skip to content

Darwin Correspondence Project

Plant or animal? (Or: Don’t try this at home!)


Drosera rotundifolia
Drosera rotundifolia

Darwin is famous for showing that humans are just another animal, but, in his later years in particular, his real passion was something even more ambitious: to show that there are no hard-and-fast boundaries between animals and plants.  

In 1875 Darwin brought out an unassuming little book of experiments, Insectivorous plants, that he didn’t expect to be very popular: he was wrong.  Then as now carnivorous plants – plants that turn the tables on animals by catching and eating them – caught everyone’s imagination, spawning spoof stories of woman-eating plants, and carnivorous plant sellers exploiting the craze on the streets of London.* As a subject it had everything: food, murder, and fatal attraction.

Darwin studied pitcher plants, Venus flytraps, waterwheels, butterworts, and bladderworts, but by far his favourite was the common sundew (Drosera rotundifolia). From the moment he spotted a patch while out walking on a family holiday, he was hooked. It was he said ‘a wonderful plant, or rather a most sagacious animal’ and he vowed to stick up for his ‘beloved Drosera’ to the day of his death. It was common knowledge that the sundew’s tentacles were sticky, and that flies regularly got caught on them, but Darwin was curious about that stickiness and wondered if it had a use.  He ended up by being the first person to demonstrate clearly that several species of plants can break down organic matter and absorb nutrients from it – in other words they can digest.  

Like most of Darwin’s work this research was wide-ranging, carried out over decades of tenacious observation and experiment, and it was collaborative. Together with naturalists and physiologists who were inspired by his work or co-opted by him, he identified and minutely described a whole world of cunningly adapted death-traps, from tempting sweet secretions, to slippery slopes, slamming trapdoors, spring-loaded vice, triggers, and vacuums.

All of this was part of a wider research project on movement in plants. Darwin was looking for those traits that might show continuity between plant and animal kingdoms. We should think of plants, he said, not as organisms that cannot move, but organisms that have found clever ways to avoid having to do so.  This is frontier stuff, and in many ways more subversive than anything else he did.  It was also more fun.  Darwin raided the kitchen, the medicine cabinet, the garden, and the lunch table in search of substances to feed to his pet plants.  He tried meat (cooked and uncooked), egg, blood, urine, coal, gold leaf, and a whole Victorian poisoner’s armoury – even cobra poison (Victorian homes had access to substances we definitely don’t have).  He even put them to sleep with chloroform (and if you are wondering what he was doing with chloroform, have a look at this letter about childbirth! He studied every stage of the process, looking not only at how insects were caught, but how they were attracted, how the different kinds of traps were able to move, and at the chemistry of the digestive fluids the plants secreted.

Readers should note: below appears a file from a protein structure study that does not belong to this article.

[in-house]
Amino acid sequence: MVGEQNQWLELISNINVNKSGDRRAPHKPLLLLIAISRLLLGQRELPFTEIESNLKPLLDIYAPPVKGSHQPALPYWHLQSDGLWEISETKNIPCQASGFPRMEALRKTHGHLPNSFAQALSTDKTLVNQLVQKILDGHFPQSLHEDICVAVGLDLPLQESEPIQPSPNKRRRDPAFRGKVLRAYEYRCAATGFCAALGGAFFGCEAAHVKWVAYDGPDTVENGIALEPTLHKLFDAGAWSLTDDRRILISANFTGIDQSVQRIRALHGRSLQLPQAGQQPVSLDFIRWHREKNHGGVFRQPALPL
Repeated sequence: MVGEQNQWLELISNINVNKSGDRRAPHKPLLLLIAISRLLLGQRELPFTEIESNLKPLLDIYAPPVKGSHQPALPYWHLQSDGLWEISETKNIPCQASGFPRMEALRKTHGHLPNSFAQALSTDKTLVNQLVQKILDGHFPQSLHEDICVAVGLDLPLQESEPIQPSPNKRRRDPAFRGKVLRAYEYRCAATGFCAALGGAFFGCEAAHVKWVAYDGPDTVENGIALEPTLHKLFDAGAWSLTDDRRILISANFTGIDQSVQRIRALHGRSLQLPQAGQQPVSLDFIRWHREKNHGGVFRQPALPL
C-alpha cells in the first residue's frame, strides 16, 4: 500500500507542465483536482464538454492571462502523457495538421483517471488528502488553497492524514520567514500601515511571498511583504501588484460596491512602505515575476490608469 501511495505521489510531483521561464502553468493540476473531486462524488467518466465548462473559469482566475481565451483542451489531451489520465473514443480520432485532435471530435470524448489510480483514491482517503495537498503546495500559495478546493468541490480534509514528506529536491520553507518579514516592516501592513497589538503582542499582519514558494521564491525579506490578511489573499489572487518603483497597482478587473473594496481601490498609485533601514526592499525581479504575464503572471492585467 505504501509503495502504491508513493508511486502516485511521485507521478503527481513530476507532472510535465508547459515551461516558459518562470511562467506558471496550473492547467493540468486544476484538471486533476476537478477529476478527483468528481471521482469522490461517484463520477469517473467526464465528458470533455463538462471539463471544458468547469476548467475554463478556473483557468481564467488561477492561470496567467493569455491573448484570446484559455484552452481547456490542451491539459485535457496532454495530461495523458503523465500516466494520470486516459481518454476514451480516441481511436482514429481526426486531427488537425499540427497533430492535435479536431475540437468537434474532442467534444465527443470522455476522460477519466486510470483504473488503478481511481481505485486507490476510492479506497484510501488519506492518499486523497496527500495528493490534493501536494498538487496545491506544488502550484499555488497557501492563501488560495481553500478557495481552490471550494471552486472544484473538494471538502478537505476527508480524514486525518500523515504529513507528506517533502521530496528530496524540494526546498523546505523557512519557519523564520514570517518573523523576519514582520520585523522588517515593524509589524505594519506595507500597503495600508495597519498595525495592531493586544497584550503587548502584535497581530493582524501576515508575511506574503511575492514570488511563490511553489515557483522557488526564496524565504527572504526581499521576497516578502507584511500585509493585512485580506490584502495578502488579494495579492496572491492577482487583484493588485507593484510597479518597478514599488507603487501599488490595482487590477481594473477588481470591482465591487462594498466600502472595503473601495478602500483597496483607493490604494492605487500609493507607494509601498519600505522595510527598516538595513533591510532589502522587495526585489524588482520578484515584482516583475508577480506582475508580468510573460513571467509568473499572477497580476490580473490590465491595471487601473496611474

His obsession was so notorious that one of Darwin’s friends poked gentle fun at him, writing a poem from the fly’s perspective:

I never trusted Drosera,

Since I went there with a friend,

And saw its horrid tentacles

Beginning all to bend.

I flew away, but he was caught,

I saw him squeezed quite flat—

I don’t go any more to Plants

With habits such as that.


* ‘Since the publication of Darwin’s last book, “Insectivorous Plants,” one man, if no more (so the London newspapers tell us), has driven a thriving trade by selling on London Bridge the Drosera rotundifolia’: Sophie B. Herrick, ‘Insectivorous plants’, Scribner’s Monthly, April 1877, 804–15.

In this section: